Whether at odds or overlapping, the “legitimate” theater and its two-dimensional cinematic cousin are vital artforms forever under threat. Devotees of the communal pleasures offered by a one-act two-hander or a weekend-long repertory series are beset by myriad home-viewing options, insurmountable expenses, and the still reverberating first seasons of Covid-19. Still, we retain the pick of the litter in this purported cultural capital, and every night offers a fresh opportunity to enjoy a heterogenous display of performances on screen and off.
Across the firmament of New York’s movie colony, filmmaker Rachel Wolther and choreographer/actress Eleanore Pienta have carved out a unique niche for their genre-bending corpus. Seamlessly moving back and forth across the footlights, the pair brought a signature combination of movement and stagecraft to the short film Snowy Bing Bongs Across the North Star Combat Zone (2017) and a commissioned dance for the New York City Marathon opening ceremony. Given their shared penchant for dance routines, screwball antics, and micro-budget resourcefulness, it was only a matter of time before Wolther and Pienta returned to the stage.
If April is the cruelest month, it’s been uncharacteristically kind to Wolther, whose forthcoming feature, The French Italian, won a much-deserved New York Women in Film and Media grant just a few weeks ago. Fresh off of production, she made her theatrical debut this season with Paul W. Kruse’s play Eelpout, reuniting with longtime collaborator Pienta for the production’s off-beat choreography. Presented at the downtown black-box mainstay Wild Project as part of the Fresh Fruit Festival, Kruse’s breezy two-act study in Midwestern masculinity offered a perfect vehicle for Pienta’s choreographic stylings and Wolther’s inherent comedic timing.
Set against the backdrop of a bachelor-party ice-fishing trip, Eelpout whiplashes between gleeful laughter and stark melodrama, climaxing with an elegant and sensitive fish orgy mating dance. The usual “Will they or won’t they?” tension between a soon-to-be-married everyman and his lonely best guy friend is swiftly jettisoned in the first act, disguising questions of sexuality and desire with scene after scene of naturalistic banter.
Having recently recovered from my lifelong aversion to live theater, I made a beeline for Wild Project on opening night. For 90 minutes I was rapt: amused and deeply moved by the work on stage. Armed with a litany of questions, I cornered Rachel and Eleanore after the show. But a celebratory mood prevailed and we went for drinks instead. When Eelpout concluded its weekend-long run, I finally caught up with the braintrust, whose answers below have been edited for maximum vibe.
Caroline Golum: Let’s get an easy one out of the way: how did you two meet, and how did this working relationship come to fruition?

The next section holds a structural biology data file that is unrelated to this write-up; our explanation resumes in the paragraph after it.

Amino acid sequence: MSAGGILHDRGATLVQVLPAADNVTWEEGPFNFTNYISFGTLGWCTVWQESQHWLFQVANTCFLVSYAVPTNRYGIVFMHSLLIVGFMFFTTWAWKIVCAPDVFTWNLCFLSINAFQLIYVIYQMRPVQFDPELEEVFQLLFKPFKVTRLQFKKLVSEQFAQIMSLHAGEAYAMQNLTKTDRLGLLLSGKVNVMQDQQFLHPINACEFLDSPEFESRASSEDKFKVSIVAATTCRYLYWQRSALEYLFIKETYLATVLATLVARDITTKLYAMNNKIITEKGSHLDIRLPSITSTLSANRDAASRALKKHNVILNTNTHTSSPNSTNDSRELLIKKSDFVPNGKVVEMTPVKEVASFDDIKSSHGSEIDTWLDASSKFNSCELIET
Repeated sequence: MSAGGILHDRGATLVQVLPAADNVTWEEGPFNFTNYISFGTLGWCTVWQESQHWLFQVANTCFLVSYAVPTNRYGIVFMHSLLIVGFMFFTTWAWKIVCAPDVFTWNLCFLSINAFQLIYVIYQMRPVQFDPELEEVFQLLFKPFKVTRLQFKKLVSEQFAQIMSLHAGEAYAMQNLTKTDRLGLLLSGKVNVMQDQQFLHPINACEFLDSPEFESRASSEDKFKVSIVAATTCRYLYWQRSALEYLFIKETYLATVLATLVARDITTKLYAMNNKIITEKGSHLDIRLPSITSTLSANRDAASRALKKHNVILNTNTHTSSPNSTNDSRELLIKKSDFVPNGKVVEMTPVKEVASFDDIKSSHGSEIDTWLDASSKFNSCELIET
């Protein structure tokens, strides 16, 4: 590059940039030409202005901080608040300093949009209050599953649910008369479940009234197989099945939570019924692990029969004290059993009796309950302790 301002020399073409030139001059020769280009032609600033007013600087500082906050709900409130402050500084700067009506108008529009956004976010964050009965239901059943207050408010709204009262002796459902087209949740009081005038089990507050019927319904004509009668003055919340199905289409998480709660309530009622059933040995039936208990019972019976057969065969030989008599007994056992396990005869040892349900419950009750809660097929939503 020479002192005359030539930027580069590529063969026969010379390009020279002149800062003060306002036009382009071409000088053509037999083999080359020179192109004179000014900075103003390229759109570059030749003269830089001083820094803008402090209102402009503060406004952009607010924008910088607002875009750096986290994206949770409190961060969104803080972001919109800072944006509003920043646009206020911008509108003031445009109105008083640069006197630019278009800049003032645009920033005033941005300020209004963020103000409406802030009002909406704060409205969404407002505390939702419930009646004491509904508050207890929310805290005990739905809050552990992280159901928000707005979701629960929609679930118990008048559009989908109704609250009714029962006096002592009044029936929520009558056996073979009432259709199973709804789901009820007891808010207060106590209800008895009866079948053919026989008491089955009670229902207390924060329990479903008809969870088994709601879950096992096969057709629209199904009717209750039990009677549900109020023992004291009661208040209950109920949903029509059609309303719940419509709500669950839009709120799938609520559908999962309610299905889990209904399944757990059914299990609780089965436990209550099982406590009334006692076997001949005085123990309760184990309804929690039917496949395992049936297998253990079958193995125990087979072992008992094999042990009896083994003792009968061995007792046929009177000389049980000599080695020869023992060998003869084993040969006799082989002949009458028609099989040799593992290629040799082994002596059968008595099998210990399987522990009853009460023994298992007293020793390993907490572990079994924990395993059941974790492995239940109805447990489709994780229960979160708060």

Eleanore Pienta: Rachel and I met making See You Next Tuesday (2013), the cult classic by Drew Tobia. She produced it and I starred in it. Shortly thereafter, and quite wildly, my dance comedy troupe, Cocoon Central Dance Team, was commissioned to choreograph the opening ceremony for the New York City Marathon. We enlisted the producing talent of Rachel and directing talent of Alex to craft an intro video for the live performance.
Rachel Wolther: I was blessed to collaborate with Eleanore Pienta again, who I work with frequently and most spectacularly on Snowy Bing Bongs. She brought her amazing vibes to the dance sequences, and created something with so much joy that also pushes forward the narrative and embodies the spirit of the whole show.
CG: I loved this play—the simple staging, the tragic romance, the specific cultural setting. And I know your work, Rachel, mostly as a filmmaker, I didn’t even know you did theater! How did Eelpout come across your transom?
RW: [Playwright] Paul W. Kruse and I went to film school together many years ago. He’s since moved to the Twin Cities, but last spring he was visiting NYC for his audio play, Once Removed, which premiered at the Audio Storytelling sidebar at Tribeca Film Festival.
We went out drinking, and I asked to read what he was working on, which turned out to be Eelpout. I was instantly obsessed—and frankly amazed at how creatively aligned we were despite several years of separation. I really wanted to see it performed; I wanted to see [characters] Sven & Ole kiss! So I begged Paul to let me direct it and figure out how we could put it on in New York.
EP: When Rachel was talking about [Eelpout] over drinks, I asked if she needed a choreographer, and she was like, “Yeah, actually. Do you want to do it?” I think we’re both really good at problem solving in different ways, we’re constantly “yes anding” each other’s ideas to build them up. There’s a level of trust and respect between us that makes collaborating really fun and quite easy.
RW: Even though I had literally never done a play and didn't know anything about NYC theater, I convinced [Paul] it was a good idea. We entered into a few different grants and play development programs and then were accepted into Fresh Fruit, which seemed like a good fit in terms of finding the right audience for the show, and also the scope/scale of how we wanted to do it, since I knew Wild Project is a great space for dancing.
CG: Eelpout touches on a lot of narrative notes: it’s a male-odrama; it’s a story of identity, shame, acceptance; but it’s a comedy first and foremost. Something that struck me about this production is how it retained your most identifiable trademarks: the Wolther wit, the Pienta kineticism. Did you have to adjust your respective styles or sensibilities when you switched from screen to stage?